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Area: 11.9 hectares.

Description and Reasons for Notification:

This site consists of five herb-rich, unimproved meadows, supporting grassland communities which are now restricted both nationally and in Devon due to agricultural intensification. A range of grassland types are represented within the site, from a dry, well-drained sward to poorly-drained marshy areas bordering the stream which runs the length of the site. Numerous wet flushes add further diversity, as does an area of ancient semi-natural woodland and adjacent tall herb fen and carr vegetation which links the unimproved fields. 

The gently sloping fields, sited at an altitude of 100 m above O.D., are located across the boundary between Devonian slates and shales, and Permian conglomerates, breccias, and sandstones. The geology is further complicated by a fault which cuts across the site and gives rise to localised exposures of Devonian limestone. This has resulted in a generally acid to neutral site with variable drainage which is impeded in part, but with an increasingly calcareous influence towards the western end. 

The majority of the herb-rich grassland is neutral and is characterised by crested dog’s-tail Cynosurus cristatus and common knapweed Centaurea nigra with frequent heath-grass Danthonia decumbens. Typical herbs of this community are common bird’s-foot-trefoil Lotus corniculatus, field-woodrush Luzula campestris and devil’s-bit scabious Succisa pratensis. Eight species of sedge have been recorded including spring-sedge Carex caryophyllea and flea sedge C. pulicaris. Where the well-drained grassland communities merge into the frequent wet flushes, the vegetation becomes characteristically taller and is dominated by rough meadow-grass Poa trivialis and floating sweet-grass Glyceria fluitans. Marsh valerian Valeriana dioica, a local plant species in Devon, ragged robin Lychnis flos-cuculi and marsh-marigold Caltha palustris are frequent here, and are also found together with yellow iris Iris pseudacorus in the waterlogged streamside habitats. Elsewhere, as the vegetation merges into the damp grassland typical of such meadows of undulating topography, meadowsweet Filipendula ulmaria and rushes Juncus spp. become increasingly frequent, the dominant grasses being Yorkshire-fog Holcus lanatus and tufted hair-grass Deschampsia cespitosa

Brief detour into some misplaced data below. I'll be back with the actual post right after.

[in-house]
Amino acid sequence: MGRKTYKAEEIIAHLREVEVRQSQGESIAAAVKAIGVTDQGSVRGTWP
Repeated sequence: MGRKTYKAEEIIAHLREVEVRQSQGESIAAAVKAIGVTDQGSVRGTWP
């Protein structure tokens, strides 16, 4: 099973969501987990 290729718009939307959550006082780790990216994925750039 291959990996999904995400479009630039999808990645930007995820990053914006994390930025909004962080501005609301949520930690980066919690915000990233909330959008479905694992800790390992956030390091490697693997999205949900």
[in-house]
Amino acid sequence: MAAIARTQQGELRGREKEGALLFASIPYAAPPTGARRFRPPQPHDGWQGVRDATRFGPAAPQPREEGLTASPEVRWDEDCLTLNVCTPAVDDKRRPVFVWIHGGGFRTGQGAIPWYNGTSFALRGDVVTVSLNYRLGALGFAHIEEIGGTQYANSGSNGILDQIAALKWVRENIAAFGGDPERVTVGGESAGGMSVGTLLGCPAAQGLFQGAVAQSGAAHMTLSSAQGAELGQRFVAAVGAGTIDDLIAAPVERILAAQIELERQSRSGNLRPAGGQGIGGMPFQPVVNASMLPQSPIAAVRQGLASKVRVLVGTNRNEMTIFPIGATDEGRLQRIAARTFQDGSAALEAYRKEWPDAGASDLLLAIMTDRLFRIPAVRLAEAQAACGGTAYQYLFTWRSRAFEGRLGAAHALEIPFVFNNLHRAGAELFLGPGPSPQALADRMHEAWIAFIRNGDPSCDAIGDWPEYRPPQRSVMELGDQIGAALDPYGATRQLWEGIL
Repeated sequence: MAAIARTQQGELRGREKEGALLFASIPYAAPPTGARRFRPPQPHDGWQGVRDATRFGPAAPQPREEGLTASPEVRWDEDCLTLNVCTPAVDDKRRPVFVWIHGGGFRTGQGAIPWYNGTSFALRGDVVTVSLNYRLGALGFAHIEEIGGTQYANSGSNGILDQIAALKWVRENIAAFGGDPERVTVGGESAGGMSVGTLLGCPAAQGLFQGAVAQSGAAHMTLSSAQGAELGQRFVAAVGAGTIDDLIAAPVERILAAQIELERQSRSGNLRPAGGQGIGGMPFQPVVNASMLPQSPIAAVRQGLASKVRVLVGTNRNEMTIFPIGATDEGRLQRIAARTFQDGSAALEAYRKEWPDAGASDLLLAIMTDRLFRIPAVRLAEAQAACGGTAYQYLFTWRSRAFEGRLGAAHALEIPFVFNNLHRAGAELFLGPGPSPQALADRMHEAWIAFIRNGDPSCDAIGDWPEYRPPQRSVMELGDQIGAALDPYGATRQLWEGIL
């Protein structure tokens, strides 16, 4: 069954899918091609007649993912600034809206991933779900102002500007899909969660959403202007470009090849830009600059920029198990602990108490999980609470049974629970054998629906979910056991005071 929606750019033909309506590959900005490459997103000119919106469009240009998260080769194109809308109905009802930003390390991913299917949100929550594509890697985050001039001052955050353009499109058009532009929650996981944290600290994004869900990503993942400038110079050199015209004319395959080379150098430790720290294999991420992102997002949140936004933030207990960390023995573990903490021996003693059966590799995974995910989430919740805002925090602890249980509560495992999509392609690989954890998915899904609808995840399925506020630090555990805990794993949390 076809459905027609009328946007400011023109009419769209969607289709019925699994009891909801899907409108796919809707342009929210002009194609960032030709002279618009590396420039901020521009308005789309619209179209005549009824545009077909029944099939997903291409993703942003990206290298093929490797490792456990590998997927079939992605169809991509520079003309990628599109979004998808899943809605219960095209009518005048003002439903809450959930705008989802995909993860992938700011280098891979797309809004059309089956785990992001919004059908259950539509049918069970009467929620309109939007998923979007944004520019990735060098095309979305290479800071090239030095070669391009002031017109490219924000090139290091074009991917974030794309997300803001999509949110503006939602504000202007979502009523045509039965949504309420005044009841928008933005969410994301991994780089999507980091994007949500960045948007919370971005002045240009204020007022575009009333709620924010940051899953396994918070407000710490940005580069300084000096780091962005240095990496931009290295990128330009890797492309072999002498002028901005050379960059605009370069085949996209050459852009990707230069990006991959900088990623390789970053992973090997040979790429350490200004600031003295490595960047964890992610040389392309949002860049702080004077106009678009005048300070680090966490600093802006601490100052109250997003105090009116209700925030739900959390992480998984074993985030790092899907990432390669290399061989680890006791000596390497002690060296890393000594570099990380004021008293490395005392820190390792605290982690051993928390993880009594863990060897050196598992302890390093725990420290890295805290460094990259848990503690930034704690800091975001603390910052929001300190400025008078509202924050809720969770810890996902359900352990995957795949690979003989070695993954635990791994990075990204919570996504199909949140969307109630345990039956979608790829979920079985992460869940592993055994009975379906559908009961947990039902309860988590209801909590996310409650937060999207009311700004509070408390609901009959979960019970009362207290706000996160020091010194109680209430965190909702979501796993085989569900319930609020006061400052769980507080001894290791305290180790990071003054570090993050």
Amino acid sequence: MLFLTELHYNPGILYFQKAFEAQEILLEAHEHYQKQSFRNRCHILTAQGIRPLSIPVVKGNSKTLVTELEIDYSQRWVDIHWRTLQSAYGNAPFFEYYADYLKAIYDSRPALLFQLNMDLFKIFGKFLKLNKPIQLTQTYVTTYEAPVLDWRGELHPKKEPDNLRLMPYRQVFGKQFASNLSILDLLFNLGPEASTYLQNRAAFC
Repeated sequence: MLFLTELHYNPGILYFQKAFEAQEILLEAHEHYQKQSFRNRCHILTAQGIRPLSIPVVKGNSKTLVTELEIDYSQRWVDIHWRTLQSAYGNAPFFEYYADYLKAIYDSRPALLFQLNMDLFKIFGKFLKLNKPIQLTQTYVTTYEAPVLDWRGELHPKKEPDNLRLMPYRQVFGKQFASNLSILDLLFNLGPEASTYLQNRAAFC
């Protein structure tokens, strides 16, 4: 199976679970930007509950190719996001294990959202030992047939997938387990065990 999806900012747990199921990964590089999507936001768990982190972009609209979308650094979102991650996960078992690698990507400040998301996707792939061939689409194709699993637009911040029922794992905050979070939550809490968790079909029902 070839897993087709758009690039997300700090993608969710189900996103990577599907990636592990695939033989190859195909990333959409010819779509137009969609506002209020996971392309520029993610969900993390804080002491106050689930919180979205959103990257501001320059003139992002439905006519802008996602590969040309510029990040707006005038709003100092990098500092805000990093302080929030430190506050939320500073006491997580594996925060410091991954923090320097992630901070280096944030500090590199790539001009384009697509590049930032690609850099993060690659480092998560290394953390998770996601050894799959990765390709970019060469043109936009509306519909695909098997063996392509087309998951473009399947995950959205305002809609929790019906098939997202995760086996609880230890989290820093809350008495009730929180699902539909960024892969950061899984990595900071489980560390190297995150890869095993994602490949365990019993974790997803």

An important feature of the site is the number of orchid species which includes the green-winged orchid Orchis morio, a very local plant in Devon with a restricted distribution nationally, and the common spotted-orchid Dactylorhiza fuchsii, also with a restricted distribution in Devon. 

The central portion of the site is occupied by a small area of predominantly wet woodland, characterized by alder Alnus glutinosa and grey willow Salix cinerea subsp. cinerea, and supporting a ground flora in places dominated by hemlock water-dropwort Oenanthe crocata and common nettle Urtica dioica, whilst elsewhere it is more varied and includes yellow pimpernel Lysimachia nemorum, marsh-marigold and meadowsweet. Towards the edges of the wooded area, where the soils are more freely drained, the canopy is composed of ash Fraxinus excelsior and pedunculate oak Quercus robur with a hazel Corylus avellana understorey. Here a ground flora more typical of ancient woodlands is present, with bluebell Hyacynthoides non-scriptas, sanicle Sanicula europaeas and Moschatel Adoxa moschatellina

The site supports the marbled white butterfly Melanargia galathea as well as the great green bush cricket Tettigonia viridissima both of which are restricted to the south and west of Britain.